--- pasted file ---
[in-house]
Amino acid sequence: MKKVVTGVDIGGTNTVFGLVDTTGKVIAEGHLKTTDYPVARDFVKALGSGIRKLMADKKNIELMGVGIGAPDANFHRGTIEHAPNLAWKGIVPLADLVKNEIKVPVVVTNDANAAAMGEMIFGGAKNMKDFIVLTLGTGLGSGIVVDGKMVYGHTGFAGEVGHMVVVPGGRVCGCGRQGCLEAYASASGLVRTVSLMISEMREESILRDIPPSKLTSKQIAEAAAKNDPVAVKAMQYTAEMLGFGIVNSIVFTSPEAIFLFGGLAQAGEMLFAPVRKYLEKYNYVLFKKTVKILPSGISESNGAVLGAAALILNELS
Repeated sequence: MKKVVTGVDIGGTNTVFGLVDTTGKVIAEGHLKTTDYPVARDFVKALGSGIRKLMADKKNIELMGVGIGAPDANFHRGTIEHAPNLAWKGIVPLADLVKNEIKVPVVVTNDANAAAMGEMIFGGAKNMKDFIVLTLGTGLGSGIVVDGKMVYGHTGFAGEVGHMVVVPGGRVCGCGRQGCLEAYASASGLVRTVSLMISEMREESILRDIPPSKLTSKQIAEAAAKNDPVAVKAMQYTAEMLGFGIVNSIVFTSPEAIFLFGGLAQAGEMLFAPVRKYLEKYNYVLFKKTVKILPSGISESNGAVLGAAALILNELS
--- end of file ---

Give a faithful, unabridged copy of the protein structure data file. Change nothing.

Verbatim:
[in-house]
Amino acid sequence: MKKVVTGVDIGGTNTVFGLVDTTGKVIAEGHLKTTDYPVARDFVKALGSGIRKLMADKKNIELMGVGIGAPDANFHRGTIEHAPNLAWKGIVPLADLVKNEIKVPVVVTNDANAAAMGEMIFGGAKNMKDFIVLTLGTGLGSGIVVDGKMVYGHTGFAGEVGHMVVVPGGRVCGCGRQGCLEAYASASGLVRTVSLMISEMREESILRDIPPSKLTSKQIAEAAAKNDPVAVKAMQYTAEMLGFGIVNSIVFTSPEAIFLFGGLAQAGEMLFAPVRKYLEKYNYVLFKKTVKILPSGISESNGAVLGAAALILNELS
Repeated sequence: MKKVVTGVDIGGTNTVFGLVDTTGKVIAEGHLKTTDYPVARDFVKALGSGIRKLMADKKNIELMGVGIGAPDANFHRGTIEHAPNLAWKGIVPLADLVKNEIKVPVVVTNDANAAAMGEMIFGGAKNMKDFIVLTLGTGLGSGIVVDGKMVYGHTGFAGEVGHMVVVPGGRVCGCGRQGCLEAYASASGLVRTVSLMISEMREESILRDIPPSKLTSKQIAEAAAKNDPVAVKAMQYTAEMLGFGIVNSIVFTSPEAIFLFGGLAQAGEMLFAPVRKYLEKYNYVLFKKTVKILPSGISESNGAVLGAAALILNELS